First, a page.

The 2D Convolution: A Layer Development Story

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Hello! Today we will be discussing many aspects of developing differentiable network layers in MindsEye as we explore the 2d convolution layer and its various implementations. First, for background, see my previous post about Test Driven Development with neural networks. Given these test facilities and perhaps more elemental layers, we need to construct a convolution layer that will work in large modern networks with large images as input.

Our first goal is to code a reference implementation, generally in pure java. The code should be reasonably efficient, but the main goal here is clarity of implementation. This implementation captures what the layer does in a clear way, whose validity is demonstrated by the testing code. Once it is complete, we can use it in testing new implementations to ensure the behavior is not only valid but also correct.

More efficient implementations can take a variety of routes. You might call native libraries, such as BLAS or CuDNN. Another route for layers that are well suited to GPU acceleration, such as convolution, is to write directly for the GPU. There are a couple of ways to do this from Java. The first is to write custom CUDA kernels, which then execute natively on the GPU. This is essentially what CuDNN is, as far as I can tell. Another way is through a project called Aparapi, which trans-compiles pure java into OpenCL source code, which then runs on either the CPU or GPU. This provides a very flexible and portable route for compute acceleration, though it has some significant performance limitations currently.

In MindsEye, we have convolution implementations built using both CuDNN and Aparapi. The CuDNN is highly preferred if the CuDNN library is available. Both implementations, however, have some significant limitations. Most importantly, they will not work if the input or kernel dimensions are beyond a certain size. This makes sense when you consider how easily these tensors can fill hundreds of megabytes of memory, that the basic compute unit would only scale so big. How do we address that, though, so we can use modern networks with modern images?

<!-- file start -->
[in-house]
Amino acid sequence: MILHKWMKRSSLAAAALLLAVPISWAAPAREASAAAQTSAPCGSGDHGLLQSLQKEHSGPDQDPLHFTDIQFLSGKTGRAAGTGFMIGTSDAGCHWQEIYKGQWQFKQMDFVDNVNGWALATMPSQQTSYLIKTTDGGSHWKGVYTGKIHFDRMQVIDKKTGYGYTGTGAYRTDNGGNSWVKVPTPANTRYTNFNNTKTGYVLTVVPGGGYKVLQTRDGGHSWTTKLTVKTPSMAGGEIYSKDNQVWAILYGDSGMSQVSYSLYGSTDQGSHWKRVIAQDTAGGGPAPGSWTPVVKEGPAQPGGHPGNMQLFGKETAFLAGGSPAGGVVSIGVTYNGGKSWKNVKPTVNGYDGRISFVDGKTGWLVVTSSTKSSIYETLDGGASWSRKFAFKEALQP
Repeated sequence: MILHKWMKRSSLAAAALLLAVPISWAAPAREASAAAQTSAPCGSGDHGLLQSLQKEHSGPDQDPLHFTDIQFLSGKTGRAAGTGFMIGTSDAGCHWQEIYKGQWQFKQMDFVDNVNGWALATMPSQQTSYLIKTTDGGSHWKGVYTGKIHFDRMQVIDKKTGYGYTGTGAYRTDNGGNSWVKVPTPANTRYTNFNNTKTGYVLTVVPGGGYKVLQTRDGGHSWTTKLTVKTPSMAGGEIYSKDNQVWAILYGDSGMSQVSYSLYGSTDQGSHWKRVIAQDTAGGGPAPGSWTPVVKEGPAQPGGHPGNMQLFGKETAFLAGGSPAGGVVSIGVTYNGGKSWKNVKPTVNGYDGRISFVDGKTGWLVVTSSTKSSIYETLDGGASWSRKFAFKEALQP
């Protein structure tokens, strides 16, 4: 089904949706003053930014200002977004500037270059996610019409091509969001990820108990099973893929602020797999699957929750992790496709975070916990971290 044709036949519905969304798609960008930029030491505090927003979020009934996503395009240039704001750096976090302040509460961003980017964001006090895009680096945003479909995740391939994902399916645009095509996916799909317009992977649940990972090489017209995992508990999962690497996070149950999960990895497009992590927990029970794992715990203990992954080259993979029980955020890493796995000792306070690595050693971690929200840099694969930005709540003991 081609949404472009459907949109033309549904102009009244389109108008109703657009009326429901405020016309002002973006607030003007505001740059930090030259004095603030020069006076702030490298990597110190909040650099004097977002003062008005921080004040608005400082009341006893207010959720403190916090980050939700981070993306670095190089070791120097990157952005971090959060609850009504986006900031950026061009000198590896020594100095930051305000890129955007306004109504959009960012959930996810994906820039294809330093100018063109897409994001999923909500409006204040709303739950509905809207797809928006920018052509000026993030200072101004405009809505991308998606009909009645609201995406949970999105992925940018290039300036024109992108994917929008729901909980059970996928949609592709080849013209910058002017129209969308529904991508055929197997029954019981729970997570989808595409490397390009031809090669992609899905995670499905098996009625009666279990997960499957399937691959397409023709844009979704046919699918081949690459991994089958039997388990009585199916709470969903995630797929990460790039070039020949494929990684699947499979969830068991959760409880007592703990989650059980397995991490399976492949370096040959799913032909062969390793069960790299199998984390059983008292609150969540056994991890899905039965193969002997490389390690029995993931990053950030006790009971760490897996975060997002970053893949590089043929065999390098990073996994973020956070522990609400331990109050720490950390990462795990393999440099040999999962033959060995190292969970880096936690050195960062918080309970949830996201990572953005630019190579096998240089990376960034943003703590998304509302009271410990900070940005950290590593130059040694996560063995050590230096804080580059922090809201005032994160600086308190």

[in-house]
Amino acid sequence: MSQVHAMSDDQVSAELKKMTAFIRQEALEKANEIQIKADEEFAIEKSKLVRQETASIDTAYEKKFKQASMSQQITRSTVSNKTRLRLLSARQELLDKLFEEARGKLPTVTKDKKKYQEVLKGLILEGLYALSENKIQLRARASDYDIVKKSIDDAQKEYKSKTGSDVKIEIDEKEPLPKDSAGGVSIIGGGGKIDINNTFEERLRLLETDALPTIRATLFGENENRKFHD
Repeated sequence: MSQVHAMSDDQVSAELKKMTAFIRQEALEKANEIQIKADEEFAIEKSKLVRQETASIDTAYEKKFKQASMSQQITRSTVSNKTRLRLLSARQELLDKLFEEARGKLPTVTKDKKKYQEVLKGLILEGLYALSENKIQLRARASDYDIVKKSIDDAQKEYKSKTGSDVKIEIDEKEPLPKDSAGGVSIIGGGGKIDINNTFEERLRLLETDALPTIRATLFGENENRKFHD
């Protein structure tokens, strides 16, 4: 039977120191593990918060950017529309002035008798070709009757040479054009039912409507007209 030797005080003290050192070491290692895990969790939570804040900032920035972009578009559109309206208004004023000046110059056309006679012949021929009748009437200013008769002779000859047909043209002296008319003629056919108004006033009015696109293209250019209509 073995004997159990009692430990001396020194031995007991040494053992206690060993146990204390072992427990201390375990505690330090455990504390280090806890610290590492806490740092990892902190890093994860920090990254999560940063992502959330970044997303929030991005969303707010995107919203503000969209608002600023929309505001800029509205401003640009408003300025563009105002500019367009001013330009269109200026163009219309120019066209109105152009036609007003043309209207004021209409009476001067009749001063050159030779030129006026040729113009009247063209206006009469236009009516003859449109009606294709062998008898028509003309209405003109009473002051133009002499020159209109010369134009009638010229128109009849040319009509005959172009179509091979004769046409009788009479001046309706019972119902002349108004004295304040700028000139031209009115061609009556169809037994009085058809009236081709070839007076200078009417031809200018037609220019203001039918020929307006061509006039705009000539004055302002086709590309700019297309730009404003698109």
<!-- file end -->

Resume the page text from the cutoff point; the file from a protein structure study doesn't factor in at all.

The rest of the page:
As usual, to achieve scalability we mainly need to identify and implement a partitioning strategy. Divide and conquer. If we are faced with a 1024x1024 input image and a 1024-band 3x3 convolution, how can break down the problem? We can process the image in tiles, so that each tile (slightly overlapping) is then processed individually by the network. Now we have a 128x128 input image, but our 1024-band convolution is still too big. It is a little less obvious, but the kernel can be broken into tiles as well, in the same way a large matrix-vector multiplication can be broken down. Thus, a single execution would partition into 64 128x128 image tiles, and 64 128-band convolutions, for around 4096 elemental convolution operations.On the bright side, this opens up a great opportunity for distributing load over multiple GPUs. (I have developed this code using 2 heterogeneous GPUs, both supporting the CUDA 6 / Pascal managed-memory architecture.)

Accomplishing this high scale support brings up my final point on layer development… We’ve discussed how layers can be implemented from scratch, or assembled into networks which can then themselves be treated as layers in a deeply nested structure. Layers can also construct networks or other layers dynamically, or at evaluation time. Our network does not know beforehand, about what image size will be passed to it, nor will it need to. At evaluation time, the top-level convolution class sees that the image size is over a threshold, and then generates the needed select-process-reassemble network just before it is evaluated.

Layers and networks may be executed by conventional computer code, but they represent application code themselves of an entirely different nature. To construct this new type of software, we will need new software development tools and patterns beyond just numerical optimization.